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Indonesia: US documents released on 1965-66 massacres
Human Rights Watch Statement - October 18, 2017
The release on October 17, 2017, by the United States nongovernmental public transparency organization National Security Archive of 39 US Embassy in Jakarta documents show that US diplomatic personnel were fully aware of the scale and savagery of the 1965-66 killings. The documents reveal that US diplomats and their State Department counterparts in Washington, DC, were documenting tens of thousands of killings by the military, paramilitary groups, and Muslim militias of suspected members of the Communist Party of Indonesia (PKI), and ethnic Chinese, as well as trade unionists, teachers, activists, and artists.
"These newly released documents make clear that US officials had detailed knowledge of the mass killings in Indonesia in 1965-66," said Phelim Kine, deputy Asia director. "The US government now needs to release the remaining documents, not only for the historical record of one of the 20th century's worst atrocities, but as a long overdue step toward bringing redress to the victims."
The US government now needs to release the remaining documents, not only for the historical record of one of the 20th century's worst atrocities, but as a long overdue step toward bringing redress to the victims.
The 39 documents are part of a cache of almost 30,000 pages of declassified embassy paperwork spanning from 1965 to 1968, processed by the National Declassification Center, a division of the US National Archives and Records Administration (NARA). They include State Department letters, telegrams, situation reports, and confidential communications between US consulates in Indonesia and the US Embassy in Jakarta. They do not include US Central Intelligence Agency (CIA) documents, which remain classified.
In Indonesia, there has been a recent surge in efforts by paramilitary groups and militant Islamists to stoke "anti-communist" paranoia in response to calls for accountability for the mass killings. Elements of those groups led a violent "anti-communist" demonstration in Jakarta in September while the Indonesian military launched a propaganda offensive aimed at reinforcing the official narrative that the killings were a justified response to an attempted communist coup.
Starting in October 1965, Indonesian army officials, led by then-Major General Suharto, oversaw a campaign of mass killings targeting Communist Party members and giving free rein to a mix of soldiers and local militias to kill anyone they considered a communist. Over the next few months into 1966, at least 500,000 people were killed (the total may be as high as 1 million).
In the 52 years since the killings, the Indonesian government has justified the massacres as a necessary defense against the PKI. Its account holds that the communists attempted a coup, murdering six army generals on September 30, 1965, as part of their attempt to turn Indonesia into a communist state. In October 2012, then-Coordinating Minister of Political, Legal, and Security Affairs Djoko Suyanto responded to findings of the National Commission on Human Rights (Komnas HAM) that the events of 1965-66 constituted a "gross human rights violation" by insisting that those killings were justified. Public discussion about the killings, a taboo topic in Indonesia for decades, has increased in recent years, a process substantially aided since 2012 by the release of the documentary films The Act of Killing and The Look of Silence.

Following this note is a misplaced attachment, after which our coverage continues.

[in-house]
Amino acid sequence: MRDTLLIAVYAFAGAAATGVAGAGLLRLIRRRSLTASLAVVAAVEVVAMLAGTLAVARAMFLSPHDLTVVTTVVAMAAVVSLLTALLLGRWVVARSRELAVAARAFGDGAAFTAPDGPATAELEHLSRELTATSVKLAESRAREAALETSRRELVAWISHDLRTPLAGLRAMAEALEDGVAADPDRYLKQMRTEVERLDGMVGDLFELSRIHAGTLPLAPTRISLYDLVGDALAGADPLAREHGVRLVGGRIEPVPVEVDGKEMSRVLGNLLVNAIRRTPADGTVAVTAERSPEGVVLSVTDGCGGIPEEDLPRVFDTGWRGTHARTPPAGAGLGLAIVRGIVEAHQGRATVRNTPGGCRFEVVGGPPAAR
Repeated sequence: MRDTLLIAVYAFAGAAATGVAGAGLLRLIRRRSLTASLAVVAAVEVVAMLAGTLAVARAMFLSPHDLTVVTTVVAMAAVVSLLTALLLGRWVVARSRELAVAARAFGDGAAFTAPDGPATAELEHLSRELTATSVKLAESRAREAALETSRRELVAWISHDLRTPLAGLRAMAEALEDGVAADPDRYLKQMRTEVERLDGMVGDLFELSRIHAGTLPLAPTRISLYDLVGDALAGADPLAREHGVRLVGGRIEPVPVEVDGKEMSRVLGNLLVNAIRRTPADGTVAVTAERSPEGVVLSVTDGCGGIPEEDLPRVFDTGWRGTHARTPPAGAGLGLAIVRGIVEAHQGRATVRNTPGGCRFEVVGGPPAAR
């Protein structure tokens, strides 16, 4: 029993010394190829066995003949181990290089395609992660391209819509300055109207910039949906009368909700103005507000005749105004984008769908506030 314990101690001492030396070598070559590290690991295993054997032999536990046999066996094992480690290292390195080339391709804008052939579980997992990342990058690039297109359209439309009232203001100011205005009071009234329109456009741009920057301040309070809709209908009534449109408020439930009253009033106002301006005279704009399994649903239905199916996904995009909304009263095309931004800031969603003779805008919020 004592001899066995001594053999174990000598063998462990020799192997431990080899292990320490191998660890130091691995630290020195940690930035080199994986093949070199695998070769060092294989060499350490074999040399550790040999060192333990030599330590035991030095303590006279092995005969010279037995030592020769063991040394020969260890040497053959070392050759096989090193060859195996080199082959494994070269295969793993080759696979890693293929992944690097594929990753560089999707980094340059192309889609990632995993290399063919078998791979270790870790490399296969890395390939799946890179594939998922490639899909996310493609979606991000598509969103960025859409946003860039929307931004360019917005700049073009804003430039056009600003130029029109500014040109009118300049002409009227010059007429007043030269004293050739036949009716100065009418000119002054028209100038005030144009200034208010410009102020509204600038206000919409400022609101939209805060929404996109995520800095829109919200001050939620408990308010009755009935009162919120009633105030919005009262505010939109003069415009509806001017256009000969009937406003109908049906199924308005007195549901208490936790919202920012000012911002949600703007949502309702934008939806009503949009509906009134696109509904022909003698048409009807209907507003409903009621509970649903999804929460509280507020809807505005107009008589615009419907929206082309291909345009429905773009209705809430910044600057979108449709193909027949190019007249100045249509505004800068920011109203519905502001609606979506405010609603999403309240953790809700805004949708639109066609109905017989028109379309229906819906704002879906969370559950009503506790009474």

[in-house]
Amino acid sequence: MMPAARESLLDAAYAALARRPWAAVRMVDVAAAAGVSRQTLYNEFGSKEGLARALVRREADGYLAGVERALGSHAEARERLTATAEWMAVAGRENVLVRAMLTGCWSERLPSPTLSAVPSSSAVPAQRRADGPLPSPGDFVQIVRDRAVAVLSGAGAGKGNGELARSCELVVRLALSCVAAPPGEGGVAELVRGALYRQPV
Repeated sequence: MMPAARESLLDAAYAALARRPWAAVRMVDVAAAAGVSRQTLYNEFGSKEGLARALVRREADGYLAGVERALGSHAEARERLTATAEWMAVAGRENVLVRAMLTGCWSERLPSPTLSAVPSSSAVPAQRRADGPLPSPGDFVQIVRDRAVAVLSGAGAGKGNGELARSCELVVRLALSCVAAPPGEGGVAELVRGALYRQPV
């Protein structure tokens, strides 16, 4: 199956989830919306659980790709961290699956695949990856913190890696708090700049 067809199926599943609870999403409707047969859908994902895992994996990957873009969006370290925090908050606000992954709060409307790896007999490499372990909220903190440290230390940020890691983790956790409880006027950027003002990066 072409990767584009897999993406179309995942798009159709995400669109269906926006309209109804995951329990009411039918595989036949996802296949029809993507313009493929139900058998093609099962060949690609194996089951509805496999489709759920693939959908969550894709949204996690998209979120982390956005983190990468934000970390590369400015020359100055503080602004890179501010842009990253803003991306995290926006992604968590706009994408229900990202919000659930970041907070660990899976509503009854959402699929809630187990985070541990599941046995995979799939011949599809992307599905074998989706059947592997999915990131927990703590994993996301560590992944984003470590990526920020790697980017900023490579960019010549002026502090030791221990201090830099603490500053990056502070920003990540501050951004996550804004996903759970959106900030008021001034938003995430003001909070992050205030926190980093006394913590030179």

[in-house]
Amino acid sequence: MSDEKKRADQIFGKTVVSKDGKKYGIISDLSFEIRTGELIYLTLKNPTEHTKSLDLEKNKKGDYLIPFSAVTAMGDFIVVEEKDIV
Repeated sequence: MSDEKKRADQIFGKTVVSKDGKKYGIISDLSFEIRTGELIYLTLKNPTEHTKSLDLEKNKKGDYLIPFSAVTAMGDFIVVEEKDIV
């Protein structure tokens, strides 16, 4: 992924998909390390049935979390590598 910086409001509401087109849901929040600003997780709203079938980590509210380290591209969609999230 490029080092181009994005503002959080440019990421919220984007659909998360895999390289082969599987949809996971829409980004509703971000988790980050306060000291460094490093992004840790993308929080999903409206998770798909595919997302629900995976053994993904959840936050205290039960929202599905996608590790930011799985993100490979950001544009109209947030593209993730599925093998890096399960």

On December 10, 2014, US Senator Tom Udall introduced a "Sense of the Senate Resolution" condemning the 1965-66 atrocities in Indonesia and calling on US authorities to declassify related documents in US files. The proposed Senate resolution highlighted the continued impunity enjoyed by those who carried out the crimes, and called on Indonesian political leaders to establish a truth and reconciliation commission to address alleged crimes against humanity and other human rights violations. It called upon all relevant US government agencies to "locate, identify, inventory, recommend for declassification, and make available to the public all classified records and documents concerning the mass killings of 1965-1966, including but not limited to records and documents pertaining to covert operations in Indonesia from January 1, 1964-March 30, 1966," and to expedite the public release of such files. The release of the 30,000-odd US Embassy documents was just the first step in that process.
"The US government can help the Indonesian government shine a light on the 1965-66 massacres," Kine said. "Meaningful accountability for those heinous crimes – including the role of the US government – requires full-disclosure and declassification of all relevant official information."
Excerpts from the 39 Declassified US Embassy in Jakarta Documents:
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